Here’s what Collins didn’t know at the time. Grant taped the therapy session. We’re told her lawyer advised her it was legal to secretly record the conversation because in California you’re allowed to secretly record conversations to gather evidence the other person committed a violent felony … and molesting a child under the age of 14 qualifies. [TMZ]
WORDS FAIL to express the horror of hearing Stephen Collins‘ confession, which was secretly taped in a California therapist’s office by his wife, Faye Grant, who appears at her wits’ end during the conversation. That’s only one part of this extraordinary tragedy, which includes those who knew about the assaults sat on the knowledge that Collins sexually assaulted at least 3 minors for several years.
During the tape, Collins says, “Well, this was in the disclosure and I told you before there was one instance…” This must have been one rancid divorce if the filing party, who was Stephen Collins, is admitting in “the disclosure” of being a sexual predator.
There are allegations that this is not the first incident.
Also back in 2012, a 54-year-old woman told the NYPD that Collins had touched her inappropriately about 40 years earlier — when she was a young teen and he would have been in his 20s, a law enforcement source told The Post.
At one point in the taped conversation when Grant inquires how Collins talked to one of the girls he molested, the therapist says cooly
“What is it that you are looking for?”
Considering that the events happened years ago and it’s obvious Faye Grant knew of the sexual molestation and said nothing for a couple of years, you’d think an ethical therapist would be a bit more alarmed about what’s unfolding before him.
He also acknowledges exposing himself to the girl “a couple of times” … he says when she was 11, 12 and 13.
Grant asks, “When you exposed yourself … did you have an erection?” He responds, “No, I mean, no. Partial, maybe I think.”
Grant then inquires about other girls. Collins mentions an L.A. girl who lived in their neighborhood, but says he tried righting the wrong by apologizing to her years later.
[…] An NYPD official tells TMZ … there is a current, active investigation. The official says there are “at least 3 victims” and the nature of the investigation is “inappropriate sexual contact with minors.”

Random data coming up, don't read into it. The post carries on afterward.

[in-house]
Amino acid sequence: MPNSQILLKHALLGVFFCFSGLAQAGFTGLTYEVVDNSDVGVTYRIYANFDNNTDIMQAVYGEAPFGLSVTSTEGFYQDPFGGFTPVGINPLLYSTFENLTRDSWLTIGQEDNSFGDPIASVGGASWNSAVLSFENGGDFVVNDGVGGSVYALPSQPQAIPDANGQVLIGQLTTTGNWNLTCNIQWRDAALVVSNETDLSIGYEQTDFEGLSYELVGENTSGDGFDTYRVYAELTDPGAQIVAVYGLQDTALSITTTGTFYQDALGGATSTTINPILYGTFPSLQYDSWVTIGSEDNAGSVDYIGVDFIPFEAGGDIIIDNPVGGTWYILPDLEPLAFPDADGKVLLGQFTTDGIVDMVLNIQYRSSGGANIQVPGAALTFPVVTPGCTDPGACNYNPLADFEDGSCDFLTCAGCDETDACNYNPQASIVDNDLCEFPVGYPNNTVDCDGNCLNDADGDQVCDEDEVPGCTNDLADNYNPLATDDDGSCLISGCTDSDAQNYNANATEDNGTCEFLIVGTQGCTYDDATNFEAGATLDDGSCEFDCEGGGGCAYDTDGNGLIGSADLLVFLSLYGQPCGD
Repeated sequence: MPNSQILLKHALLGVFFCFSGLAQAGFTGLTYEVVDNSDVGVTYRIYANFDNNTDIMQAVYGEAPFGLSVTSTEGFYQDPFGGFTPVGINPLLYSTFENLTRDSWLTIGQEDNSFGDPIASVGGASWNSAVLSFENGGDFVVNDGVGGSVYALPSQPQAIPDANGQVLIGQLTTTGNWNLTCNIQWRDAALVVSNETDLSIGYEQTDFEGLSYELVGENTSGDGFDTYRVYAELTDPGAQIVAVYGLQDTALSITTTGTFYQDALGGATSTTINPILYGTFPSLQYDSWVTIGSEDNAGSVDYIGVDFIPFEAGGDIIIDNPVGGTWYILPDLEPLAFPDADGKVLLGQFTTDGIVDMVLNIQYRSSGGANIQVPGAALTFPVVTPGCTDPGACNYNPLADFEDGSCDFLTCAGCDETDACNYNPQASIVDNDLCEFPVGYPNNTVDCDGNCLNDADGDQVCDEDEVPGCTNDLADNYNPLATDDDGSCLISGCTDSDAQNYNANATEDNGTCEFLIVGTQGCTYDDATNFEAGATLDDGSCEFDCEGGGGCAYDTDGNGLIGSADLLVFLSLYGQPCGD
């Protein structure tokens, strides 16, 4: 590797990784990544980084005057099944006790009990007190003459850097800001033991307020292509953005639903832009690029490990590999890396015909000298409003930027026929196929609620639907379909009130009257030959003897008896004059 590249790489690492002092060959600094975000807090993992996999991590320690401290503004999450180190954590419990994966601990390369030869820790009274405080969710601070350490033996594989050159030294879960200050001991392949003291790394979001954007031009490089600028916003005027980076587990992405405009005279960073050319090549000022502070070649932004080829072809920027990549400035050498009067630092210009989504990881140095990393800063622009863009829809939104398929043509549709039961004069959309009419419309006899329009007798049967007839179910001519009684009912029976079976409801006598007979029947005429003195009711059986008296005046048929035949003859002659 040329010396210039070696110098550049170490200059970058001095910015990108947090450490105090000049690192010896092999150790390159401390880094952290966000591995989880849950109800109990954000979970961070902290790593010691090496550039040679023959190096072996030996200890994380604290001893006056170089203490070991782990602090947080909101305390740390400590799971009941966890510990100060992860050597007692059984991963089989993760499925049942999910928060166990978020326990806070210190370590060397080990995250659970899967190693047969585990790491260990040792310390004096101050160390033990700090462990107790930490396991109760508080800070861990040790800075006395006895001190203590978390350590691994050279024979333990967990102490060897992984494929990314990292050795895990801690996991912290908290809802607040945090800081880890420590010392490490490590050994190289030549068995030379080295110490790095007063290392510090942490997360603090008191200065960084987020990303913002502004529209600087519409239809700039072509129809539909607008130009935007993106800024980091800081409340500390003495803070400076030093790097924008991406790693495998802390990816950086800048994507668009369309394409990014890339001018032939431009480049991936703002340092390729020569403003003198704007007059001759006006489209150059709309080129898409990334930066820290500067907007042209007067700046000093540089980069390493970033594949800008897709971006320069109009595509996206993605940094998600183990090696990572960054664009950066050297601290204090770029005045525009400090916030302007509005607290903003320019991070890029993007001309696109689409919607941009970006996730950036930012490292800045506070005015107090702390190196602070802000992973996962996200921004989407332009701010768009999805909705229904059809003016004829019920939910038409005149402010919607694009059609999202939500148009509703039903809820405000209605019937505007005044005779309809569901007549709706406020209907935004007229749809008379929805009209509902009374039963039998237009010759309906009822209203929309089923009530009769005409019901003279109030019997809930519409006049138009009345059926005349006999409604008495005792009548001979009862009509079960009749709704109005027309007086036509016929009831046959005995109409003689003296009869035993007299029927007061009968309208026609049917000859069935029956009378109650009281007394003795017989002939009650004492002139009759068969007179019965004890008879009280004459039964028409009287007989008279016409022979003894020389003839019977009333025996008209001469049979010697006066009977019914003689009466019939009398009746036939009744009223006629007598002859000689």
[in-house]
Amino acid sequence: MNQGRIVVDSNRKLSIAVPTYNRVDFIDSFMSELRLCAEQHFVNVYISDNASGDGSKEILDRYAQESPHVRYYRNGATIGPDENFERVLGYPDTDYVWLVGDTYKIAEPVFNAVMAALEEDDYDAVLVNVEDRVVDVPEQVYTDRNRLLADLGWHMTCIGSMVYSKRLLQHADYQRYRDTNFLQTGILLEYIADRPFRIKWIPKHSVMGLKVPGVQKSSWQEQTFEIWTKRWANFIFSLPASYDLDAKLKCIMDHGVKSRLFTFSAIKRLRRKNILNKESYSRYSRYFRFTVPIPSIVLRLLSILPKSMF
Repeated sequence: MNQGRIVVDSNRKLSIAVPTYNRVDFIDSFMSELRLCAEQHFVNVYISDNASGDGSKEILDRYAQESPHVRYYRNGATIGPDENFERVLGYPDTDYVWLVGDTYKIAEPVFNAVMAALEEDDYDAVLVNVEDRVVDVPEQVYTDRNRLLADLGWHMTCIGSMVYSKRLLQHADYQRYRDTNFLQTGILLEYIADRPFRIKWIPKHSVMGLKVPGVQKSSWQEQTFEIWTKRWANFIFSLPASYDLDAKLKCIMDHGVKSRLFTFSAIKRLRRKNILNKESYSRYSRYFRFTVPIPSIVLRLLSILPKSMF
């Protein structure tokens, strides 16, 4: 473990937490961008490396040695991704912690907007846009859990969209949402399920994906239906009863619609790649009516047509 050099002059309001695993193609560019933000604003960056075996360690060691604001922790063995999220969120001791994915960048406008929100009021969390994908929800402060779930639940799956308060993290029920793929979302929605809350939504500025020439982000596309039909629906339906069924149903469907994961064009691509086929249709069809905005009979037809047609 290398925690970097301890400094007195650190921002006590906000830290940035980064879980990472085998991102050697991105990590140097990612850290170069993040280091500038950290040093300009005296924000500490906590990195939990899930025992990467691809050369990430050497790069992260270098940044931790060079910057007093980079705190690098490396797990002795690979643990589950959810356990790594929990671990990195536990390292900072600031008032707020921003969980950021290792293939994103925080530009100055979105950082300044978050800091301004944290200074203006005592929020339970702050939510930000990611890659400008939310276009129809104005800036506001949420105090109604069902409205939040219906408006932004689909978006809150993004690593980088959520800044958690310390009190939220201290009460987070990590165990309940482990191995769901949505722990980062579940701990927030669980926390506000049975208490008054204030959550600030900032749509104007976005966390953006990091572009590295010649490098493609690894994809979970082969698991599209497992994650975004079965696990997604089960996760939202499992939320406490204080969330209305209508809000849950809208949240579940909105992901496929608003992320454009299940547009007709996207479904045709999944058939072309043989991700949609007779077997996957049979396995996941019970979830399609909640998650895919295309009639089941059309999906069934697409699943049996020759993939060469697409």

Stephen Collins is best known for his role as Rev. Eric Camden on 7th Heaven, which ran from 1996 to 2007.
Just to make it clear, if you are in a situation where you know someone has molested an underage minor, no matter how much you love them, it is your responsibility as an adult to report your suspicions to the police.
Sexual predators are rarely “cured,” but treatments like cognitive therapy reportedly can make a difference, though it’s not a discipline that’s got a lot of case history behind it to prove its efficacy.
The acts themselves are, however, criminal and should be treated that way.
One huge issue with sexual assaults and molestations is that, like rape, and as this instance with Stephen Collins illustrates, many of the attacks go unreported.
I’d simply ask, if the 67 year-old Collins admits to 3 molestations in a therapy session, you have to wonder how many others have been victims of this man.
[…] Recidivism research is as difficult as it is important. For instance, although average rates tell us what percentage reoffends one or more times, we also need to be aware that a subset reoffends at a frighteningly high rate. In addition, there are reasons to think that published findings underestimate the true rates. Most research necessarily omits those offenders who were not detected and arrested or whose victims did not report the crime. Further, many sex offenders plea-bargain down to a nonsexual offense.
Still, there are other reasons to believe that recidivism rates may not be that different from what researchers have found. Frequent offenders are more likely than other offenders to be caught. Many safeguards probably help to keep the recidivism rate in check. Sex offenders released on probation are closely monitored, and those who are considered to be at high risk for recidivism are required to register with authorities. These registries are distributed to law-enforcement personnel. Finally, states are legally required to publicly identify higher-risk sex offenders. The Department of Justice coordinates a Web site (www.fbi.gov/hq/cid/cac/registry.htm) that enables anyone to search for the identity and location of known offenders.